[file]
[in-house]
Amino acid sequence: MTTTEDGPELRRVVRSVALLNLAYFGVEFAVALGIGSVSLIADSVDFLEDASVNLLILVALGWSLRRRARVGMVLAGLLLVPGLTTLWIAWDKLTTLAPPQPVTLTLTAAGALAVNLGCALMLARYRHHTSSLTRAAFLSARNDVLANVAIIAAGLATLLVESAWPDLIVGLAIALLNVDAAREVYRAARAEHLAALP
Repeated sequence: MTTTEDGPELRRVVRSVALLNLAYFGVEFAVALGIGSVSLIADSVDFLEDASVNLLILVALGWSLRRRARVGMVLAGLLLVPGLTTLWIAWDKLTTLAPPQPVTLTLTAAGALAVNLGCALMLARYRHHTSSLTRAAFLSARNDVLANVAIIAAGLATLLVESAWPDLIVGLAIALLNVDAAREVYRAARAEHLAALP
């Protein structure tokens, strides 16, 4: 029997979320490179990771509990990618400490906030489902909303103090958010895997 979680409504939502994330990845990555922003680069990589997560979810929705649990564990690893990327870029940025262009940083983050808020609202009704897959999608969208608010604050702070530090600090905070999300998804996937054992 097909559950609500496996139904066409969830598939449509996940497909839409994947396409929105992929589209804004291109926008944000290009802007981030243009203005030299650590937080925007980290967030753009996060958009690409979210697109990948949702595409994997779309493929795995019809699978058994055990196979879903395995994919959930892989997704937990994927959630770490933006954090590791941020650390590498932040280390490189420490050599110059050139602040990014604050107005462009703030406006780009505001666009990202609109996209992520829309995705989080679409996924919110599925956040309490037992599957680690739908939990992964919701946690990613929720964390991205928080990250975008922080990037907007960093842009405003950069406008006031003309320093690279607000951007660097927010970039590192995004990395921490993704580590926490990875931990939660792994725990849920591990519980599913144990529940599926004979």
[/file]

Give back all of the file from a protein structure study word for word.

[in-house]
Amino acid sequence: MTTTEDGPELRRVVRSVALLNLAYFGVEFAVALGIGSVSLIADSVDFLEDASVNLLILVALGWSLRRRARVGMVLAGLLLVPGLTTLWIAWDKLTTLAPPQPVTLTLTAAGALAVNLGCALMLARYRHHTSSLTRAAFLSARNDVLANVAIIAAGLATLLVESAWPDLIVGLAIALLNVDAAREVYRAARAEHLAALP
Repeated sequence: MTTTEDGPELRRVVRSVALLNLAYFGVEFAVALGIGSVSLIADSVDFLEDASVNLLILVALGWSLRRRARVGMVLAGLLLVPGLTTLWIAWDKLTTLAPPQPVTLTLTAAGALAVNLGCALMLARYRHHTSSLTRAAFLSARNDVLANVAIIAAGLATLLVESAWPDLIVGLAIALLNVDAAREVYRAARAEHLAALP
């Protein structure tokens, strides 16, 4: 029997979320490179990771509990990618400490906030489902909303103090958010895997 979680409504939502994330990845990555922003680069990589997560979810929705649990564990690893990327870029940025262009940083983050808020609202009704897959999608969208608010604050702070530090600090905070999300998804996937054992 097909559950609500496996139904066409969830598939449509996940497909839409994947396409929105992929589209804004291109926008944000290009802007981030243009203005030299650590937080925007980290967030753009996060958009690409979210697109990948949702595409994997779309493929795995019809699978058994055990196979879903395995994919959930892989997704937990994927959630770490933006954090590791941020650390590498932040280390490189420490050599110059050139602040990014604050107005462009703030406006780009505001666009990202609109996209992520829309995705989080679409996924919110599925956040309490037992599957680690739908939990992964919701946690990613929720964390991205928080990250975008922080990037907007960093842009405003950069406008006031003309320093690279607000951007660097927010970039590192995004990395921490993704580590926490990875931990939660792994725990849920591990519980599913144990529940599926004979």